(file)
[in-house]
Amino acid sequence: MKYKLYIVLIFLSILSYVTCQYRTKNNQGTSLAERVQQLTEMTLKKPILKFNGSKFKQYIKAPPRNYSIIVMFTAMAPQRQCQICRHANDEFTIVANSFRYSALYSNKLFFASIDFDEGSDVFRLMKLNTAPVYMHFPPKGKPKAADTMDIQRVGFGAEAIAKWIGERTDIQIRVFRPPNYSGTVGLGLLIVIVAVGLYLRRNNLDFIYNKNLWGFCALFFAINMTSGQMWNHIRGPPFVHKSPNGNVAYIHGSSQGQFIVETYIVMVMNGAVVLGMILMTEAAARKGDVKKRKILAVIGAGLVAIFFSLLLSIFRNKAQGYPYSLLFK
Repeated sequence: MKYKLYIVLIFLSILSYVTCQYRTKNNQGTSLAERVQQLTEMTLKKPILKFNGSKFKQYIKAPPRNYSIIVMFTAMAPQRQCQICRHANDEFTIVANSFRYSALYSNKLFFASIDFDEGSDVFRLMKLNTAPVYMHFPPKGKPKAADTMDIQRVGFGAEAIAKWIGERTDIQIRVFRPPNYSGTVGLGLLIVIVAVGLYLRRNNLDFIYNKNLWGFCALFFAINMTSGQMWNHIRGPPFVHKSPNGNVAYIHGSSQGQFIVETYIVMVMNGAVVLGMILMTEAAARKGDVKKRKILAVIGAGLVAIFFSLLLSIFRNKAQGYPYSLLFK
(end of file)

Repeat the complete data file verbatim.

[in-house]
Amino acid sequence: MKYKLYIVLIFLSILSYVTCQYRTKNNQGTSLAERVQQLTEMTLKKPILKFNGSKFKQYIKAPPRNYSIIVMFTAMAPQRQCQICRHANDEFTIVANSFRYSALYSNKLFFASIDFDEGSDVFRLMKLNTAPVYMHFPPKGKPKAADTMDIQRVGFGAEAIAKWIGERTDIQIRVFRPPNYSGTVGLGLLIVIVAVGLYLRRNNLDFIYNKNLWGFCALFFAINMTSGQMWNHIRGPPFVHKSPNGNVAYIHGSSQGQFIVETYIVMVMNGAVVLGMILMTEAAARKGDVKKRKILAVIGAGLVAIFFSLLLSIFRNKAQGYPYSLLFK
Repeated sequence: MKYKLYIVLIFLSILSYVTCQYRTKNNQGTSLAERVQQLTEMTLKKPILKFNGSKFKQYIKAPPRNYSIIVMFTAMAPQRQCQICRHANDEFTIVANSFRYSALYSNKLFFASIDFDEGSDVFRLMKLNTAPVYMHFPPKGKPKAADTMDIQRVGFGAEAIAKWIGERTDIQIRVFRPPNYSGTVGLGLLIVIVAVGLYLRRNNLDFIYNKNLWGFCALFFAINMTSGQMWNHIRGPPFVHKSPNGNVAYIHGSSQGQFIVETYIVMVMNGAVVLGMILMTEAAARKGDVKKRKILAVIGAGLVAIFFSLLLSIFRNKAQGYPYSLLFK